"keybase_username": "maria",
  "public_key":       "---- BEGIN PGP PUBLIC KEY...",
  "twitter_username": "@maria2929",
  "twitter_proof":    "https://twitter.com/maria2929/2423423423"
}

Keybase has done its own server-side verification of maria, and it won't pass back identities that it hasn't checked.

Step 2: the computer review

The keybase client does not trust the Keybase server. The server has just claimed that keybase:maria and @maria2929 are the same person. But are they? In step 2, the client checks on its own.

Fortunately, the server included a link to maria's tweet. The Keybase client scrapes it.

To satisfy the client, the tweet must be special. It must link to a signed statement which claims to be from maria on Keybase.

In simplest terms, the Keybase client guarantees that "maria" has access to three things: (1) the Keybase account, (2) the twitter account, and (3) the private key referenced back in step 1.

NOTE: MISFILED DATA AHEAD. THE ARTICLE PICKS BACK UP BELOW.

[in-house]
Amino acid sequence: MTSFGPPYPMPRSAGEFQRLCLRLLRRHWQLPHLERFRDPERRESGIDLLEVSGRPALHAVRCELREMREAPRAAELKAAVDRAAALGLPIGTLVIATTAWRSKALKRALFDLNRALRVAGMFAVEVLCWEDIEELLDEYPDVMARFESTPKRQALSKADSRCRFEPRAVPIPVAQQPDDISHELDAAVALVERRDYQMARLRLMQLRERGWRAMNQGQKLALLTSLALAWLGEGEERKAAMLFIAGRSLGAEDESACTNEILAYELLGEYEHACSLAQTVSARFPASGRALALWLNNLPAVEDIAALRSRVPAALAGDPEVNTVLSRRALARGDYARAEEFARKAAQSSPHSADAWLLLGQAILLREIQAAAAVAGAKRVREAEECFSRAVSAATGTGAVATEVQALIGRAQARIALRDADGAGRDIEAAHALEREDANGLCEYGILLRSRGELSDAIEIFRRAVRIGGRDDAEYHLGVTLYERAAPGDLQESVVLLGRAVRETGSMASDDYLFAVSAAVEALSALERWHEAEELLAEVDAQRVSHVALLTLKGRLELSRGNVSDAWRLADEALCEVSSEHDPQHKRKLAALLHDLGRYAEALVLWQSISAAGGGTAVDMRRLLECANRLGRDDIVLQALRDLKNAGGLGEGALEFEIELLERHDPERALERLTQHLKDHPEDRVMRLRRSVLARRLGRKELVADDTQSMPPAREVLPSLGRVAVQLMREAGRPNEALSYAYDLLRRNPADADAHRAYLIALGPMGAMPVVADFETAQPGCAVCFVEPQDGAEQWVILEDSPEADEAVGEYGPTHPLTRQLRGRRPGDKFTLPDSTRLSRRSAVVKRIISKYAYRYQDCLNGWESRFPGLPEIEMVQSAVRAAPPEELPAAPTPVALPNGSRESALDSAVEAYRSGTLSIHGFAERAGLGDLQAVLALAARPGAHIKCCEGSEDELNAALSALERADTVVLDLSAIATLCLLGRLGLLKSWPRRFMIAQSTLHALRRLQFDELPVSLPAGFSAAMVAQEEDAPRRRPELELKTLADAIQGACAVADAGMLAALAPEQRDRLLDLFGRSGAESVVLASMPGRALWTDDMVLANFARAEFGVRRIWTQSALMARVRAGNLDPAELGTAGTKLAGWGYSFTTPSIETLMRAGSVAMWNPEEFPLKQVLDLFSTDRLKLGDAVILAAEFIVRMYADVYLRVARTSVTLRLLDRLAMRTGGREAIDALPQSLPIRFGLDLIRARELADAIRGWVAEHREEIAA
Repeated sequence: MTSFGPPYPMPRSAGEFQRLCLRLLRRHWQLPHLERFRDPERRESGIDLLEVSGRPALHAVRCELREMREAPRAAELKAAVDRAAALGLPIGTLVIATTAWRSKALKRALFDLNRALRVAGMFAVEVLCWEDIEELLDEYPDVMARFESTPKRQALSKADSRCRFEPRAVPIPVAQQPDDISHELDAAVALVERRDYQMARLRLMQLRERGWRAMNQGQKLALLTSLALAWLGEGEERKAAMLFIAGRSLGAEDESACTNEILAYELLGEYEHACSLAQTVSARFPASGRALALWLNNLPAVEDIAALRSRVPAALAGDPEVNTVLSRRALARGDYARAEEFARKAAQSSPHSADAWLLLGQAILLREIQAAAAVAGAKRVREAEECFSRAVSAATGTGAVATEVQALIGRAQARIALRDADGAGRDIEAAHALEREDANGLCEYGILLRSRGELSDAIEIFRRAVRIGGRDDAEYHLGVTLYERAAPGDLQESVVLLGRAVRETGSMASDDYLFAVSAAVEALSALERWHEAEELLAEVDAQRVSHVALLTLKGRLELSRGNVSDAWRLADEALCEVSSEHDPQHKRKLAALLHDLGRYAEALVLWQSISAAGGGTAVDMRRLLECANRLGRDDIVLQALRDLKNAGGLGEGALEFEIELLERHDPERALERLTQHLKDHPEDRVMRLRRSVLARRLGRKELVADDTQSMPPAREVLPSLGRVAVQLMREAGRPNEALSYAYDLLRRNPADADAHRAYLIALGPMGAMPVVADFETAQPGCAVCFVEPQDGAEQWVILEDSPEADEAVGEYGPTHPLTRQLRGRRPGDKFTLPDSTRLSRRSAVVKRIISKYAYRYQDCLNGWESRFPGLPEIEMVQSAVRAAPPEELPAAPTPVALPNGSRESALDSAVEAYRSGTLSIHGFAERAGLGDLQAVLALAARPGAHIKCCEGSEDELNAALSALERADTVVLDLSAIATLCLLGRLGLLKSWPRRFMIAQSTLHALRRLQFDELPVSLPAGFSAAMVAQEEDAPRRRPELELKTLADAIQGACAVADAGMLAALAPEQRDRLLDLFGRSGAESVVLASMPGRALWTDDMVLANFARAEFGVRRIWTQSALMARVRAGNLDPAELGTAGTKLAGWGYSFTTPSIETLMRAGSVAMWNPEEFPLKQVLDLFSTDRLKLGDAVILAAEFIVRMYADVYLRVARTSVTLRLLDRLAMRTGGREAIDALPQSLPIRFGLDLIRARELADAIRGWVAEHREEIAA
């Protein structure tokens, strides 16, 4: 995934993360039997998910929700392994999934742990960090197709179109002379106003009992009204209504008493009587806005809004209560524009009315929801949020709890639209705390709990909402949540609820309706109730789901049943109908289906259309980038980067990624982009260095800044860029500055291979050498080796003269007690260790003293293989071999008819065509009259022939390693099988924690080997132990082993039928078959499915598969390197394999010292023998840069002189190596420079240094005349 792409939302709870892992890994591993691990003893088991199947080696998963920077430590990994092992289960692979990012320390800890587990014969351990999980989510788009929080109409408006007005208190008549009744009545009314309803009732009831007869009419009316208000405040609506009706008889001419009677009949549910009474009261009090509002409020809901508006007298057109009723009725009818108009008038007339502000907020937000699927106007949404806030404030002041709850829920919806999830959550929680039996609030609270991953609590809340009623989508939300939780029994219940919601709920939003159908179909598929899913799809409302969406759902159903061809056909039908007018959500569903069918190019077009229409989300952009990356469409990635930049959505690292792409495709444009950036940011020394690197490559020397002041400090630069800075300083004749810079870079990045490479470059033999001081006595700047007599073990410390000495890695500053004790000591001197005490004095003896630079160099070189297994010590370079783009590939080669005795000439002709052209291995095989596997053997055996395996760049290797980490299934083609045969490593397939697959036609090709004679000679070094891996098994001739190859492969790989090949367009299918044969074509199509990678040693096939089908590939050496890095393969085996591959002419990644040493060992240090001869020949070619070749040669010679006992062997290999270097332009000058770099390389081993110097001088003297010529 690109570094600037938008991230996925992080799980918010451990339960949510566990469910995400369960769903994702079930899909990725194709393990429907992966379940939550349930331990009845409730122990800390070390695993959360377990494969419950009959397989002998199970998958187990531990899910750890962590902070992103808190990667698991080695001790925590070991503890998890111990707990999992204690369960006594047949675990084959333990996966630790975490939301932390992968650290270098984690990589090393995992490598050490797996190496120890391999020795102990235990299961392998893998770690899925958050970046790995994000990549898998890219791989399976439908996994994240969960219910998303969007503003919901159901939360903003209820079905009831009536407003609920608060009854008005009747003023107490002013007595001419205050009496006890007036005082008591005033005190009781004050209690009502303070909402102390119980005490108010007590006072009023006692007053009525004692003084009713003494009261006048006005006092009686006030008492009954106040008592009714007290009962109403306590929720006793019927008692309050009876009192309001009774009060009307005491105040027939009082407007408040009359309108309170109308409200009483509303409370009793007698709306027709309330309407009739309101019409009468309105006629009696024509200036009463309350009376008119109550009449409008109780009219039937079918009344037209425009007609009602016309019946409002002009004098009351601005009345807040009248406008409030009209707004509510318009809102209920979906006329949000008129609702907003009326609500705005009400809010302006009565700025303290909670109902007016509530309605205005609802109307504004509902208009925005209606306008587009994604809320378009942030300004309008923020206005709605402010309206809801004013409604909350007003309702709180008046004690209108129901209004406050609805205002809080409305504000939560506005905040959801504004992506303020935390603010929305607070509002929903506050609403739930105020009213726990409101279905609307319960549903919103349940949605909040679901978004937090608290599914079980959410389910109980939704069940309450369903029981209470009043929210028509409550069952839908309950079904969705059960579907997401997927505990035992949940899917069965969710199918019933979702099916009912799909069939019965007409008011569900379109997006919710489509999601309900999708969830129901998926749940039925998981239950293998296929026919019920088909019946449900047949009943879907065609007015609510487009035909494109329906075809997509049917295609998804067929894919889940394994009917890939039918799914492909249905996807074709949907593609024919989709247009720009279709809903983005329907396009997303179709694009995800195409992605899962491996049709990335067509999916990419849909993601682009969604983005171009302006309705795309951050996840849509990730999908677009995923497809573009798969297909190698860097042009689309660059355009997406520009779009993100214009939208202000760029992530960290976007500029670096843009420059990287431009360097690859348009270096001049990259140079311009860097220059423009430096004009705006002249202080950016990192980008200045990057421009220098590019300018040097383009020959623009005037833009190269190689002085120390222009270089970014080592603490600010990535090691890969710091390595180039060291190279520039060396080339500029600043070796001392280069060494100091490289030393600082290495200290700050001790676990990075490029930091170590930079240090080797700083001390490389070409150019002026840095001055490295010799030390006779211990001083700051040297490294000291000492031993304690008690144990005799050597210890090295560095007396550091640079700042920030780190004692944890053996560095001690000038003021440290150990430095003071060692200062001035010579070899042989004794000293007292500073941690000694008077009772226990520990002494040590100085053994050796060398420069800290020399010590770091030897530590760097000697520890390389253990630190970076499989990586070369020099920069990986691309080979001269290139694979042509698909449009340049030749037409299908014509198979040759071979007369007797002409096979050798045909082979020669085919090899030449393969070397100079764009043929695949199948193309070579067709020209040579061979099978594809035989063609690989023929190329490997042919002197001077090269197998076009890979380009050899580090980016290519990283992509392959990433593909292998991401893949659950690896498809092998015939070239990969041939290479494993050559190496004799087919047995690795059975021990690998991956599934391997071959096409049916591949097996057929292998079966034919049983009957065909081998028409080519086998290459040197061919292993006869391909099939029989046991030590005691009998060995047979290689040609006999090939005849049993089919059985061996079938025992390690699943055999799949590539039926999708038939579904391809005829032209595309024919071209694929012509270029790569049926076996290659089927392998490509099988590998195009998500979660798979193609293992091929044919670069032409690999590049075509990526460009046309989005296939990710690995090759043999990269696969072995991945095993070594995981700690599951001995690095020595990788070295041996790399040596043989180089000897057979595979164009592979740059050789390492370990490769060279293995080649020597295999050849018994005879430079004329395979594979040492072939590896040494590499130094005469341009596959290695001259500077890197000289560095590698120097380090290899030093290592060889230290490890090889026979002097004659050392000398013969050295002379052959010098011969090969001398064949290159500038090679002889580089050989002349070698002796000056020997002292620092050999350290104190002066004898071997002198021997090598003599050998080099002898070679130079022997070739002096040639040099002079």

All this happens really fast in the client with no inconvenience to you. And it happens for all of maria's identities: her twitter account, her personal website, her github account, etc.

Step 3: the human review

Recall, in Step 2 your client proved "maria" has a number of identities, and it cryptographically verified all of them. Now you can review the usernames it verified, to determine if it's the maria you wanted.

maria2929 on twitter: https://twitter.com/2131231232133333...
✔ pasc4l_programmer on github: https://gist.github.com/pasc4...
✔ admin of mariah20.com via HTTPS: https://mariah20/keybase.tx...

Is this the maria you wanted? [y/N]